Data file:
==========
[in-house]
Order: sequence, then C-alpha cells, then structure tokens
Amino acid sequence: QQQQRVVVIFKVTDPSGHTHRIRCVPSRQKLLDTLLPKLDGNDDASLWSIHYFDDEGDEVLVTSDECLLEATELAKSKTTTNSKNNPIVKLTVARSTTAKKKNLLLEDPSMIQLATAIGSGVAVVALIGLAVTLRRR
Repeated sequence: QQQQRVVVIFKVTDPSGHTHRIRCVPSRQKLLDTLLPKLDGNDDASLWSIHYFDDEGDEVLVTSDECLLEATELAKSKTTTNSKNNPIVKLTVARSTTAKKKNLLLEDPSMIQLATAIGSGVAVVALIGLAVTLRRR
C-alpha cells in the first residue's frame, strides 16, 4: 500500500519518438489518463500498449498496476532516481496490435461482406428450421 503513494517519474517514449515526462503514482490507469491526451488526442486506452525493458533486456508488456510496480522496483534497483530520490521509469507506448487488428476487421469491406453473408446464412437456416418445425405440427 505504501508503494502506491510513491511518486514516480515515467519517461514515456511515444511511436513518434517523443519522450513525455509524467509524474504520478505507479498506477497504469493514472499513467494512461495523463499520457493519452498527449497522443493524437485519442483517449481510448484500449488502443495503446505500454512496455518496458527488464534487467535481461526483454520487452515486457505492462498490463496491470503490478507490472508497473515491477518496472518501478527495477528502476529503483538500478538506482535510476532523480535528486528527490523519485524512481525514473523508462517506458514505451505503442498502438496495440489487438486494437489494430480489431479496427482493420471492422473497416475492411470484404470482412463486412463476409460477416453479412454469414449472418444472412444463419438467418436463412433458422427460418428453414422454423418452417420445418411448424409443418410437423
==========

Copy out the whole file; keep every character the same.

[in-house]
Order: sequence, then C-alpha cells, then structure tokens
Amino acid sequence: QQQQRVVVIFKVTDPSGHTHRIRCVPSRQKLLDTLLPKLDGNDDASLWSIHYFDDEGDEVLVTSDECLLEATELAKSKTTTNSKNNPIVKLTVARSTTAKKKNLLLEDPSMIQLATAIGSGVAVVALIGLAVTLRRR
Repeated sequence: QQQQRVVVIFKVTDPSGHTHRIRCVPSRQKLLDTLLPKLDGNDDASLWSIHYFDDEGDEVLVTSDECLLEATELAKSKTTTNSKNNPIVKLTVARSTTAKKKNLLLEDPSMIQLATAIGSGVAVVALIGLAVTLRRR
C-alpha cells in the first residue's frame, strides 16, 4: 500500500519518438489518463500498449498496476532516481496490435461482406428450421 503513494517519474517514449515526462503514482490507469491526451488526442486506452525493458533486456508488456510496480522496483534497483530520490521509469507506448487488428476487421469491406453473408446464412437456416418445425405440427 505504501508503494502506491510513491511518486514516480515515467519517461514515456511515444511511436513518434517523443519522450513525455509524467509524474504520478505507479498506477497504469493514472499513467494512461495523463499520457493519452498527449497522443493524437485519442483517449481510448484500449488502443495503446505500454512496455518496458527488464534487467535481461526483454520487452515486457505492462498490463496491470503490478507490472508497473515491477518496472518501478527495477528502476529503483538500478538506482535510476532523480535528486528527490523519485524512481525514473523508462517506458514505451505503442498502438496495440489487438486494437489494430480489431479496427482493420471492422473497416475492411470484404470482412463486412463476409460477416453479412454469414449472418444472412444463419438467418436463412433458422427460418428453414422454423418452417420445418411448424409443418410437423